Back to Dear Jane and other sewing tidbits

It has been a wonderful Thanksgiving weekend for family, relaxation, and sewing.

I'm back to my Dear Jane quilt - the class started up again. So far, here's what I've finished:




I haven't worked on these since the end of July - I forgot how tricky some of them can be. At least we started with C11, which was fairly straight forward.

I also finished a scarf I knitted for my cousin who lived abroad. She's been home for a visit and it's an early birthday present. The yarn is 100% bamboo and is divine.

the detail shot

the "artsy" shot
And finally, I need to stop sewing over pins

this beauty was created trying to hem a pair of yoga pants.

Tomorrow we are having Thanksgiving dinner at supper time so I hope to get some sewing in before I have to clean off the dining room table of my sewing gear so that we can eat.

Happy Thanksgiving!

Tuesday, 2 October 2012

TTT - Bendy Bright Light

Some weeks I think if it weren't for this weekly post I wouldn't get anywhere near my blog - and therefore, no where near the sewing machine.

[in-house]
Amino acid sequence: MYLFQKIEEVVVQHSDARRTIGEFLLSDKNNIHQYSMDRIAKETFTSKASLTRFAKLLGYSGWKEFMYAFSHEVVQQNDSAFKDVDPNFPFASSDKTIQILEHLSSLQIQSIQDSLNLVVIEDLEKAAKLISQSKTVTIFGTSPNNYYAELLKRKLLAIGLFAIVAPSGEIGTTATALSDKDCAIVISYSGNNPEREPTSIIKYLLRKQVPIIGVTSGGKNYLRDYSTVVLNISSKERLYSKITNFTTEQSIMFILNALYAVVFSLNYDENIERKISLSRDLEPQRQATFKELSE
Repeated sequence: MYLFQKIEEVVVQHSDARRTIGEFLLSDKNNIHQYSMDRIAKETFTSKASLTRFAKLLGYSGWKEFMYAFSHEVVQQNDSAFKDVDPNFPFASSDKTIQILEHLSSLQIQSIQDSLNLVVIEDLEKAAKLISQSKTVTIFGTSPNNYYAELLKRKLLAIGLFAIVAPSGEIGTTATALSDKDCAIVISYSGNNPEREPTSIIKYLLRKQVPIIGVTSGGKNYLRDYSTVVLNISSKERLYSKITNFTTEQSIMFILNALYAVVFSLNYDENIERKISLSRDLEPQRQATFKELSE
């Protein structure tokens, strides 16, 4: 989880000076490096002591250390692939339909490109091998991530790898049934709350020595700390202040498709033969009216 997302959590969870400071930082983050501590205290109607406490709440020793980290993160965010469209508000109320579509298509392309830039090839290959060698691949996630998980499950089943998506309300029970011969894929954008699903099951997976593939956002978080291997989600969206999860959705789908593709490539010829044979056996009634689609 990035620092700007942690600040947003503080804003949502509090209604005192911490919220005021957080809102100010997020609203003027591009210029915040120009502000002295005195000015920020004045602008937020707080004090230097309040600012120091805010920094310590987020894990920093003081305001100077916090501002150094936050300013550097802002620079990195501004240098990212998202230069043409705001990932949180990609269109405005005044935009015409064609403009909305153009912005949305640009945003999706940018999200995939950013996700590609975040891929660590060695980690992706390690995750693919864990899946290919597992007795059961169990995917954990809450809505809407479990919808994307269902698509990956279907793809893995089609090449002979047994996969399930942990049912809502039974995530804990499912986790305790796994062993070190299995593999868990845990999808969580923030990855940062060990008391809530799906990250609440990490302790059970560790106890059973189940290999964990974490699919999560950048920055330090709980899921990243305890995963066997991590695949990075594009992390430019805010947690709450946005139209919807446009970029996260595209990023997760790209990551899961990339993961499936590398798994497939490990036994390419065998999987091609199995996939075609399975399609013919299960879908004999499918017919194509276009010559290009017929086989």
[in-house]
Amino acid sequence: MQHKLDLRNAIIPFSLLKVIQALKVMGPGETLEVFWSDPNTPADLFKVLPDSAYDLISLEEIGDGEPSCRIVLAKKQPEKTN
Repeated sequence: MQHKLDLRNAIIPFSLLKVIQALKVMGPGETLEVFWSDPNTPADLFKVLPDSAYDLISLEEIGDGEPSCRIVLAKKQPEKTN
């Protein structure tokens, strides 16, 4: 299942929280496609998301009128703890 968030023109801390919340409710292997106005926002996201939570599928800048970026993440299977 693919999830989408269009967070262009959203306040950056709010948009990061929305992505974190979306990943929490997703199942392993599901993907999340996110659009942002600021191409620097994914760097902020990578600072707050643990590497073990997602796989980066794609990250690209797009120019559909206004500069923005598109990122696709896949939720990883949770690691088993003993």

I got this handy-dandy little light probably 4 or 5 years ago. I love it! Just after I got it, when I went to quilt classes, people would ask about it. I happily told them how much of a difference it made to my sewing. Finally, I could see much better than before.

So many of us sew in spaces that don't have great lighting. I'd love a second floor sewing room with tons of natural light - I should dream on, unless I win the lottery or marry a lot of money! Having great light is important so that we can see what we're doing, and sew into the wee hours of the night, if necessary.

This light attaches with sticky stuff to the side or top of your machine. You can remove the light - you press on the level that's at about 1:00 (in the above photo) and you can slip out the light and cord. I only do this when I take my machine in for servicing. The sticky stuff hasn't come unstuck in all the years I've had the machine. I've also seen replacement brackets - I'd get that if I was switching the light between machines.

The light is LED and should last thousands of hours. I think I paid around $40-$50 for the light - I do know I got it on sale, so I think around $50 is the going rate. It's totally worth it in my opinion.

light on

light off
The arm adjusts so that you can place the light wherever you want.

Happy sewing!